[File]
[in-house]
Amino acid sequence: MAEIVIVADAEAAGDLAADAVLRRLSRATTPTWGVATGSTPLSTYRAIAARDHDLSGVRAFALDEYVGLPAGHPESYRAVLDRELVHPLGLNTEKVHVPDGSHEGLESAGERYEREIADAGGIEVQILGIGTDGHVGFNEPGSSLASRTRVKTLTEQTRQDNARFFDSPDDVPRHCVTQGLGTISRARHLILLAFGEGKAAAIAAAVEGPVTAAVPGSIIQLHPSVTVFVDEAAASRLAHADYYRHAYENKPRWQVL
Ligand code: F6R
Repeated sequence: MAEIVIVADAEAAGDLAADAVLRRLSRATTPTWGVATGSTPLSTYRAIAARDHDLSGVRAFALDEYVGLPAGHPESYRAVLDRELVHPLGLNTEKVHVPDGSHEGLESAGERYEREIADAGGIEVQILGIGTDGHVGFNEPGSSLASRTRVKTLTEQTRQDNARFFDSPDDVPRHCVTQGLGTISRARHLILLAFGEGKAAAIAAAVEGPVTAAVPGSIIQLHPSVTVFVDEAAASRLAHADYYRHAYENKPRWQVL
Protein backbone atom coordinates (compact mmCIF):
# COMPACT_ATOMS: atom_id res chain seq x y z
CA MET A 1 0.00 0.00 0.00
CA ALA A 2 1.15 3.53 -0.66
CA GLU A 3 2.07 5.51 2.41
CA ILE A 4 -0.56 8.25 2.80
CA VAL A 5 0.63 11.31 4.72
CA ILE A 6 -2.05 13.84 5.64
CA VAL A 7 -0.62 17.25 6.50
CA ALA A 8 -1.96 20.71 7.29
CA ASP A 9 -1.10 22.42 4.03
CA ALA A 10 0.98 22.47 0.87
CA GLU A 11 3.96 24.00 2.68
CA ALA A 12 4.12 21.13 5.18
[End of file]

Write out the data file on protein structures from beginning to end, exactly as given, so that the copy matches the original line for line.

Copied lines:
[in-house]
Amino acid sequence: MAEIVIVADAEAAGDLAADAVLRRLSRATTPTWGVATGSTPLSTYRAIAARDHDLSGVRAFALDEYVGLPAGHPESYRAVLDRELVHPLGLNTEKVHVPDGSHEGLESAGERYEREIADAGGIEVQILGIGTDGHVGFNEPGSSLASRTRVKTLTEQTRQDNARFFDSPDDVPRHCVTQGLGTISRARHLILLAFGEGKAAAIAAAVEGPVTAAVPGSIIQLHPSVTVFVDEAAASRLAHADYYRHAYENKPRWQVL
Ligand code: F6R
Repeated sequence: MAEIVIVADAEAAGDLAADAVLRRLSRATTPTWGVATGSTPLSTYRAIAARDHDLSGVRAFALDEYVGLPAGHPESYRAVLDRELVHPLGLNTEKVHVPDGSHEGLESAGERYEREIADAGGIEVQILGIGTDGHVGFNEPGSSLASRTRVKTLTEQTRQDNARFFDSPDDVPRHCVTQGLGTISRARHLILLAFGEGKAAAIAAAVEGPVTAAVPGSIIQLHPSVTVFVDEAAASRLAHADYYRHAYENKPRWQVL
Protein backbone atom coordinates (compact mmCIF):
# COMPACT_ATOMS: atom_id res chain seq x y z
CA MET A 1 0.00 0.00 0.00
CA ALA A 2 1.15 3.53 -0.66
CA GLU A 3 2.07 5.51 2.41
CA ILE A 4 -0.56 8.25 2.80
CA VAL A 5 0.63 11.31 4.72
CA ILE A 6 -2.05 13.84 5.64
CA VAL A 7 -0.62 17.25 6.50
CA ALA A 8 -1.96 20.71 7.29
CA ASP A 9 -1.10 22.42 4.03
CA ALA A 10 0.98 22.47 0.87
CA GLU A 11 3.96 24.00 2.68
CA ALA A 12 4.12 21.13 5.18